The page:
Microsoft Unveils New Logo—Here's A History Of The Design's Evolution

microsoft logo evolution

After 25 years, Microsoft has ditched the Italics and unveiled a brand new logo.

Considering that Steve Ballmer dubbed the anticipated launch of Windows 8 Microsoft’s “dawning of the rebirth,” a new logo seems appropriate for the occasion.

Microsoft general manager, Jeff Hansen, told The Seattle Times that it “signal[s] the heritage but also signal[s] the future — a newness and freshness.”

In honour of the unveiling, we put together a history of Microsoft’s evolving logo: The good, the bad, and the bizarrely “groovy.” (Hey, it was the ’70s).

1975: Microsoft appeared to be inspired by the disco era.

According to Neatorama, Bill Gates and Paul Allen made this logo themselves using BASIC, a computer language program, in less than a day.

The special 'O' was dubbed blibbet.

Osterman (right) even made buttons for the occasion.

Unfortunately his effort didn't convince the bigwigs to keep the blibbet.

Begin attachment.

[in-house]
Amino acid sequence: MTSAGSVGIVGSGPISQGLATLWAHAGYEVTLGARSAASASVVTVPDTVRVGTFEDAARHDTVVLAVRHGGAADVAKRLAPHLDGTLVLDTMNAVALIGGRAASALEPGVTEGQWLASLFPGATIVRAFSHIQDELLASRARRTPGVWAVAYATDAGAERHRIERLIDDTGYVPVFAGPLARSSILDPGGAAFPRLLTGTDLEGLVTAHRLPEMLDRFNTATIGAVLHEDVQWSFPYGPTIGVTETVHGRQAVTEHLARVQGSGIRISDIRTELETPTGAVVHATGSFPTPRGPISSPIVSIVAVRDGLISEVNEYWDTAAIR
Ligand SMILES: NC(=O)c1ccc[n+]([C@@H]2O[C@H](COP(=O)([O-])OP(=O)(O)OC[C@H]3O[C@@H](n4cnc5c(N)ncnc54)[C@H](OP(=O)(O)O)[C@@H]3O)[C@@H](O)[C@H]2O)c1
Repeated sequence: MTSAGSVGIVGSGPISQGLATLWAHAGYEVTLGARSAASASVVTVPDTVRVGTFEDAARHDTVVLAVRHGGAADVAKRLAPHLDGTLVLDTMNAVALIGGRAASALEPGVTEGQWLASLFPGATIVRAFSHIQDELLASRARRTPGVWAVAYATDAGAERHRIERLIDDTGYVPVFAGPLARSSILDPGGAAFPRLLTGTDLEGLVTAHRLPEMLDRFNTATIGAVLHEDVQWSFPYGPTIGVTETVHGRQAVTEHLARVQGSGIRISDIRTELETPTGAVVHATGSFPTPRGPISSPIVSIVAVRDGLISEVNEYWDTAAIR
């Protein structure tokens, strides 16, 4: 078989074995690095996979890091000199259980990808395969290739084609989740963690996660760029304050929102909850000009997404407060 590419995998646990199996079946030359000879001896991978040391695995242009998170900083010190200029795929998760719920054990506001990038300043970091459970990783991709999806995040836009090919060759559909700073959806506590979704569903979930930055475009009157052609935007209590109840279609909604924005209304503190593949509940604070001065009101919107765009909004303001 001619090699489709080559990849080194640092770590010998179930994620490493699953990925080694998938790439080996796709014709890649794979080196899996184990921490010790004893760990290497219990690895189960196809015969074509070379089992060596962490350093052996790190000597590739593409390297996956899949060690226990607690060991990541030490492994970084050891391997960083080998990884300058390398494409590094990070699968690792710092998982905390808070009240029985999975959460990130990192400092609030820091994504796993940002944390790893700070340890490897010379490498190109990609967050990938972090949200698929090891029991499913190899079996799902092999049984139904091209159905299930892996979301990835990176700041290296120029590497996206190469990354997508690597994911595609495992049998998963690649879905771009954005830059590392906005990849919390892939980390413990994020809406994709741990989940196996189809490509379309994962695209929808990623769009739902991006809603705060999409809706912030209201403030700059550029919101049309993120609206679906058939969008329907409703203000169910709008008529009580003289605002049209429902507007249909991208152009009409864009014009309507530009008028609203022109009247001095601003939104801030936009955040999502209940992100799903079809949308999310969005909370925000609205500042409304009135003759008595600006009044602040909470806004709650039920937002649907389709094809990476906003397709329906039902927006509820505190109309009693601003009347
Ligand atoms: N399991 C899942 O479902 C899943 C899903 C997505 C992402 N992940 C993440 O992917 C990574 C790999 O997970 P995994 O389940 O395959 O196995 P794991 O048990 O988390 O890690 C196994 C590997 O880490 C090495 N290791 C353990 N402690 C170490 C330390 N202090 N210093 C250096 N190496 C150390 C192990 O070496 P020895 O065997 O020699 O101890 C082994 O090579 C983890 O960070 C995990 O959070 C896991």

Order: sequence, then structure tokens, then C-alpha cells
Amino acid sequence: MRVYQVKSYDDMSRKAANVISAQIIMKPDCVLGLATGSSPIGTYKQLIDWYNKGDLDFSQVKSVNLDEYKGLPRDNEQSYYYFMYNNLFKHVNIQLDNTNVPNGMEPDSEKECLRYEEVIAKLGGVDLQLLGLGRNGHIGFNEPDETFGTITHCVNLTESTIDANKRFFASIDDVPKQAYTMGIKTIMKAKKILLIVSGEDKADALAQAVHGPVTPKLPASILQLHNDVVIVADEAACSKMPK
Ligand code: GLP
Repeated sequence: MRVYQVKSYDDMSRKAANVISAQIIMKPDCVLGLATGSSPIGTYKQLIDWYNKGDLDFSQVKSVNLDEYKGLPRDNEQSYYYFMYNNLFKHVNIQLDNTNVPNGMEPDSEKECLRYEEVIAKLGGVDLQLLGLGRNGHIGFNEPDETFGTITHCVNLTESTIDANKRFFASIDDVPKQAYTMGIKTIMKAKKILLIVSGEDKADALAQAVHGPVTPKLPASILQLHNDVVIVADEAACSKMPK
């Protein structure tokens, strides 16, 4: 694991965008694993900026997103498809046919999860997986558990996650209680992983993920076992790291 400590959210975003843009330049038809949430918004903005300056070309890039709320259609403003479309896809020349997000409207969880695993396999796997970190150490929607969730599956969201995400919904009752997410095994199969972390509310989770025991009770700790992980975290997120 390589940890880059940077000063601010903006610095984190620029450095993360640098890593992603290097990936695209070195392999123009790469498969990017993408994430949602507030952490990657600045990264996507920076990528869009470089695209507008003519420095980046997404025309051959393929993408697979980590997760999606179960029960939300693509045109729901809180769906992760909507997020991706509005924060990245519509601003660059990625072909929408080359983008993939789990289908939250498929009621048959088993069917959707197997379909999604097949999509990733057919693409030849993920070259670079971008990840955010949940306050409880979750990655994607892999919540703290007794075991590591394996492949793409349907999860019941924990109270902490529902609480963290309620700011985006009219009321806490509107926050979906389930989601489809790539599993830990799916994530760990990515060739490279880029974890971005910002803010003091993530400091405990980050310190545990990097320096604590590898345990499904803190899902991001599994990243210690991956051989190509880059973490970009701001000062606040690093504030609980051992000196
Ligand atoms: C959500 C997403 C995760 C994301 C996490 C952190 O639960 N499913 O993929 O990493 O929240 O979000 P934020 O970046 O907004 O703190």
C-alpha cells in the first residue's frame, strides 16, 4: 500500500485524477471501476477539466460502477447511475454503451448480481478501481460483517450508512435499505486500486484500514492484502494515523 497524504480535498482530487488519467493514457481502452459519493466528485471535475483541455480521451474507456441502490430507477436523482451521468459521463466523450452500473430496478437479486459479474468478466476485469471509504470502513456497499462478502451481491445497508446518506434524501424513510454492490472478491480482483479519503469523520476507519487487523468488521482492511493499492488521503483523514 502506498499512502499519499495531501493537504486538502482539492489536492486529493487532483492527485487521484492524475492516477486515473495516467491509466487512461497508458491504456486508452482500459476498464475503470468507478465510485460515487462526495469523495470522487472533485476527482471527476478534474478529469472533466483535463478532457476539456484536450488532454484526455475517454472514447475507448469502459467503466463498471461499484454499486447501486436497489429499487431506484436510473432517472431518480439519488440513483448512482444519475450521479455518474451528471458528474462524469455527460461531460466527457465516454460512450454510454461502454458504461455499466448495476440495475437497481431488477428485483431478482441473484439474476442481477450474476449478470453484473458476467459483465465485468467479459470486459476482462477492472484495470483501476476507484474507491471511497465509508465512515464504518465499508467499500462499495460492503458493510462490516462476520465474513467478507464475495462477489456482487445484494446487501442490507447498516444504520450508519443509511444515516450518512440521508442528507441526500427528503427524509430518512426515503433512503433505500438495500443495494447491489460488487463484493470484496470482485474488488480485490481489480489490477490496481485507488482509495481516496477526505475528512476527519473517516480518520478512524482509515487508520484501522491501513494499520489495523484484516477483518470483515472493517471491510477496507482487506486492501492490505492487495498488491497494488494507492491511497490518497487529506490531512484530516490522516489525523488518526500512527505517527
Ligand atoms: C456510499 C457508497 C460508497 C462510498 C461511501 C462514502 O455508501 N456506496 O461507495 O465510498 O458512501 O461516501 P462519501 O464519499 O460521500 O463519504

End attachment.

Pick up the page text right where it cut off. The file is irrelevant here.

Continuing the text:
'I miss the blibbet :) Somehow, it reminds me of Herbie (or any other VW bug)--cute and friendly :),' Osterman wrote on his blog.

Although the blog Papergreat notes spotting this Metallica-like logo in ads during the early '80s.

According to March 1987's edition of Consumer Reseller News Magazine, 'The new logo, in Helvetica italic typeface, has a slash between the o and s to emphasise the 'soft' part of the name and convey motion and speed.'

Some say the slash made it look like a Pacman.

Microsoft experimented with many different taglines.

2012: After 25 years, Microsoft has finally updated its look.

Microsoft CMO Chris Capossela even cut a red ribbon in the new logo's honour at a Microsoft Store in Boston.

Here's how Microsoft explains it:

According to Microsoft's blog, 'The logo has two components: the logotype and the symbol. For the logotype, we are using the Segoe font which is the same font we use in our products as well as our marketing communications. The symbol is important in a world of digital motion. The symbol's squares of colour are intended to express the company's diverse portfolio of products.'

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